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Bonhams raise the stakes over client services

FROM January 1, Bonhams will cut the paying out time for UK clients from 35 days to 21. Chairman Robert Brooks aims to cut the payment time further to 14 days and eventually to extend the policy worldwide.

The move comes as Mr Brooks announced that his company had doubled sales turnover in the past two years, from $200m at the end of 2002 to $400m now.

Bonhams will also fall in line with Christie’s with regards to buyer’s premiums although both now differ from Sotheby’s who have just announced another change. As reported below, Sotheby’s will now charge buyers 20 per cent up to £100,000 and 12 per cent thereafter. Bonhams and Christie’s will charge 20 per cent up to £70,000 and 12 per cent thereafter.

Tighter credit control is the key to Bonhams’ more favourable payment terms and will mean that buyers at auction will have to pay on time too. Mr Brooks believes Bonhams is taking a lead in policing the industry rather than than directly challenging their competitors.

As the only major international auction house to operate separate client accounts, he believes paying out money owed post sale as quickly as possible sends out the right message.

“I still feel very strongly about the way we operate. We need to look to our industry and keep our houses in order. The auction industry hasn’t had a smooth ride over the last five years… we can’t just take for granted that legislation isn’t going to catch up with it.”

Despite this, he does not think that Sotheby’s and Christie’s, who are still much larger operations, should be forced into making the same move. “It’s a tough thing to do and takes time, but with the right effort they can get there.”

There’s no denying that introducing significantly better payments terms for clients should be good for business. Although clients at the top end have always been able to negotiate special deals, those doing business with auction houses at the lower level have not enjoyed such advantages. Now the more favourable terms will apply across the board.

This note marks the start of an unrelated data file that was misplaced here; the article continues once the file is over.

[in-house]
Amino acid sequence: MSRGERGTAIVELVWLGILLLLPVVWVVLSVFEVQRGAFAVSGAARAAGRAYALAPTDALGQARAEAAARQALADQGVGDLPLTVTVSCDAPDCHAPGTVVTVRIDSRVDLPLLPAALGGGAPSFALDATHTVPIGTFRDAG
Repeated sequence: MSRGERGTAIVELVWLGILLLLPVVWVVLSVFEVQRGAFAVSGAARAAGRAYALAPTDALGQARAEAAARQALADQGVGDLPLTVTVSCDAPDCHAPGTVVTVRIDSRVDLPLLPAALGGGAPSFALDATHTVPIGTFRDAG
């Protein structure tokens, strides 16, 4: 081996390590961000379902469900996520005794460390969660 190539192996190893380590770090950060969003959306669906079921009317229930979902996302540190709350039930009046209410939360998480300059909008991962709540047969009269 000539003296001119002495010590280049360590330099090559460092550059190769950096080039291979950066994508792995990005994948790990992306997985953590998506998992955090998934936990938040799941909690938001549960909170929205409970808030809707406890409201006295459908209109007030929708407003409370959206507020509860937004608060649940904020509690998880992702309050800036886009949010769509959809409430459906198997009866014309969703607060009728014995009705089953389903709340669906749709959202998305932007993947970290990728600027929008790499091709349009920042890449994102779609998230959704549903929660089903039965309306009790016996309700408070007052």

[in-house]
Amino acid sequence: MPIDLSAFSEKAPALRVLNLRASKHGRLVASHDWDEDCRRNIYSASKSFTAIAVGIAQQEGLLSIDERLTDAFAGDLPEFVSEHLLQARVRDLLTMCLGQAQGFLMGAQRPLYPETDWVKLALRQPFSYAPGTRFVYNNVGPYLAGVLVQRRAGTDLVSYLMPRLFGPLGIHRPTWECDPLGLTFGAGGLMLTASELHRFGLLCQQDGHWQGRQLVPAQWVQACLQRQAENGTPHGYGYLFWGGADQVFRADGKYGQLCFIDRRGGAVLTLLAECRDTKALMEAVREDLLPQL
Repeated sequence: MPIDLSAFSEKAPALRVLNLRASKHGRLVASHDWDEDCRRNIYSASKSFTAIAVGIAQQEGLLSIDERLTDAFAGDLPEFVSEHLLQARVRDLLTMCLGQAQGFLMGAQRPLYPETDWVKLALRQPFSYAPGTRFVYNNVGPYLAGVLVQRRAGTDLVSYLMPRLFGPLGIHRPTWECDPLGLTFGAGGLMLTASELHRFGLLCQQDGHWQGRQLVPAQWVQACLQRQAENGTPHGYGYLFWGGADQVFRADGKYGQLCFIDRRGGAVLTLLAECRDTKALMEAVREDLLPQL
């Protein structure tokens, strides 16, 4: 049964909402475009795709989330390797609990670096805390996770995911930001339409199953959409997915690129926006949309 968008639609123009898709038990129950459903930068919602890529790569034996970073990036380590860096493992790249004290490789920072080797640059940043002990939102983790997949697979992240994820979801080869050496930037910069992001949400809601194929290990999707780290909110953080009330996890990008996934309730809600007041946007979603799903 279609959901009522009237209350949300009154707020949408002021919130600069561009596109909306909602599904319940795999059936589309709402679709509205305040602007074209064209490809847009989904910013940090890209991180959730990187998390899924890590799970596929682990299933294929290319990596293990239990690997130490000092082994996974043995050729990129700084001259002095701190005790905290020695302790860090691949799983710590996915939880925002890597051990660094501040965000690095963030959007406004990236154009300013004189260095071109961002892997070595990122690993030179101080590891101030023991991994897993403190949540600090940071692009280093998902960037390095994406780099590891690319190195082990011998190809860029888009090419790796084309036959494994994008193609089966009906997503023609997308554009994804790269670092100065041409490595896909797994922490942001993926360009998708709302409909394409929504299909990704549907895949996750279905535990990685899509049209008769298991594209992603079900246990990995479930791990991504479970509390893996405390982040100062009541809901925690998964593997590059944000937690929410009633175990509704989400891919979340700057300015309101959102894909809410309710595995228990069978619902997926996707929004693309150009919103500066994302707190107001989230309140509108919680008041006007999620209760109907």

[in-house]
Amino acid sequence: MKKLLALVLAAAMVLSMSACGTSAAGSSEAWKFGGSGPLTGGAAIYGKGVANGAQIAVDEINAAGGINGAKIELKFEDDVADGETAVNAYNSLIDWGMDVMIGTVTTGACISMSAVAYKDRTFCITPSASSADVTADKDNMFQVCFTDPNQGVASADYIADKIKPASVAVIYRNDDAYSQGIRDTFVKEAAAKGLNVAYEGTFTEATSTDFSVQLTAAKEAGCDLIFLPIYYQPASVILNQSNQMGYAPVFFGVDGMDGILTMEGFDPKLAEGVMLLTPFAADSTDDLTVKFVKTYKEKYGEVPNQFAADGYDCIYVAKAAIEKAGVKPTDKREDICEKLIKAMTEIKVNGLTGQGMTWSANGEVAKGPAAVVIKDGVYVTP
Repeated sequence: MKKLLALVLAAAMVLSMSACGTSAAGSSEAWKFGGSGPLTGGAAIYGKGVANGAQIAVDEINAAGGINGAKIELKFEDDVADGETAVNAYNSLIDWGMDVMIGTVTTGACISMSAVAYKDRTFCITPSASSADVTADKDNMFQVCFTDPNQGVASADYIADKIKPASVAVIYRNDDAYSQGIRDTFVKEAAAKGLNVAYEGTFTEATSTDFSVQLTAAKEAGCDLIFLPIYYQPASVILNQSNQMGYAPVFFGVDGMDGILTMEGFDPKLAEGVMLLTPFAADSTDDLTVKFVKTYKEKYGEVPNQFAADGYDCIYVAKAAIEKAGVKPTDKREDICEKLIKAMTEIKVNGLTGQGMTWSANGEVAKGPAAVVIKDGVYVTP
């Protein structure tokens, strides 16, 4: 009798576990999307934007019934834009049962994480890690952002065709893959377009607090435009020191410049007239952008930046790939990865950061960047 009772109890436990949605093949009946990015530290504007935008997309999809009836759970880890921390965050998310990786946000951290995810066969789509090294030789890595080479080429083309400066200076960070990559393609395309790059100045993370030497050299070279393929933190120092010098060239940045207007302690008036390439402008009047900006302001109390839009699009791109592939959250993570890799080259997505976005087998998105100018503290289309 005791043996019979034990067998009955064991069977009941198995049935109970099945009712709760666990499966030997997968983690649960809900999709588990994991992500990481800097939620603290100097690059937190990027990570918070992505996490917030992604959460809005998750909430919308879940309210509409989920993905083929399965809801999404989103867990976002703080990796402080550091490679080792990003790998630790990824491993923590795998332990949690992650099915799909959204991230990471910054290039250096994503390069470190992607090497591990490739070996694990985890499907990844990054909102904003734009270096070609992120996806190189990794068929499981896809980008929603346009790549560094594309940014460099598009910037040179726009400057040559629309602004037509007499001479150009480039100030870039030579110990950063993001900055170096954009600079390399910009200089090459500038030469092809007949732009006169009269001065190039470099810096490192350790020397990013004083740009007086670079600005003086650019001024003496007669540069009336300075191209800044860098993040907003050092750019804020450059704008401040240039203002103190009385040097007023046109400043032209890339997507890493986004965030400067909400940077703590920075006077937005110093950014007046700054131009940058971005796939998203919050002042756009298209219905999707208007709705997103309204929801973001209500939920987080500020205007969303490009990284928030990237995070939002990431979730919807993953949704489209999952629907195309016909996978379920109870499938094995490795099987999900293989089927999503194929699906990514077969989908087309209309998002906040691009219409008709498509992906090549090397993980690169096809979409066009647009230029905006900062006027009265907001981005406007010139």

The policy, being developed by finance director Hugh Watchorn, reflects in part Bonhams’ greatly improving financial position.

The birth of the rebranded Bonhams in the Brooks era was never going to be an easy task: the bringing together of two large auction houses, Phillips and Bonhams; the resulting duplication of roles; the financial and emotional cost of ensuing widespread redundancies; a major investment programme and all at a difficult time for the market.

With more than £6m spent in IT and computer equipment alone in 2002, costs and investment left Bonhams with a net loss just short of £6.5m. A year later, with much of the investment complete, staff numbers at a more realistic level, and sales up $100m to $300m, there was a 38 per cent improvement in the bottom line.

Importantly, negligible cash reserves at the end of 2002 had transformed into a healthy multi-million pound balance by the end of 2003. And it is this liquidity which Mr Brooks is keen to highlight. Not only is it allowing him to develop client services, such as the payment terms policy, but it has also contributed to the refurbishment of their two major London rooms, at Bond Street and Knightsbridge, as well as their San Francisco headquarters.

“Financially we’re very healthy, we have very happy shareholders, but we must continue to build reserves.”

It is interesting to note that French billionaire Bernard Arnault, whose acquisition of Phillips proved less than happy, has kept the 49 per cent stake in Bonhams he negotiated when Brooks took over. However, he is not involved in the running of the company.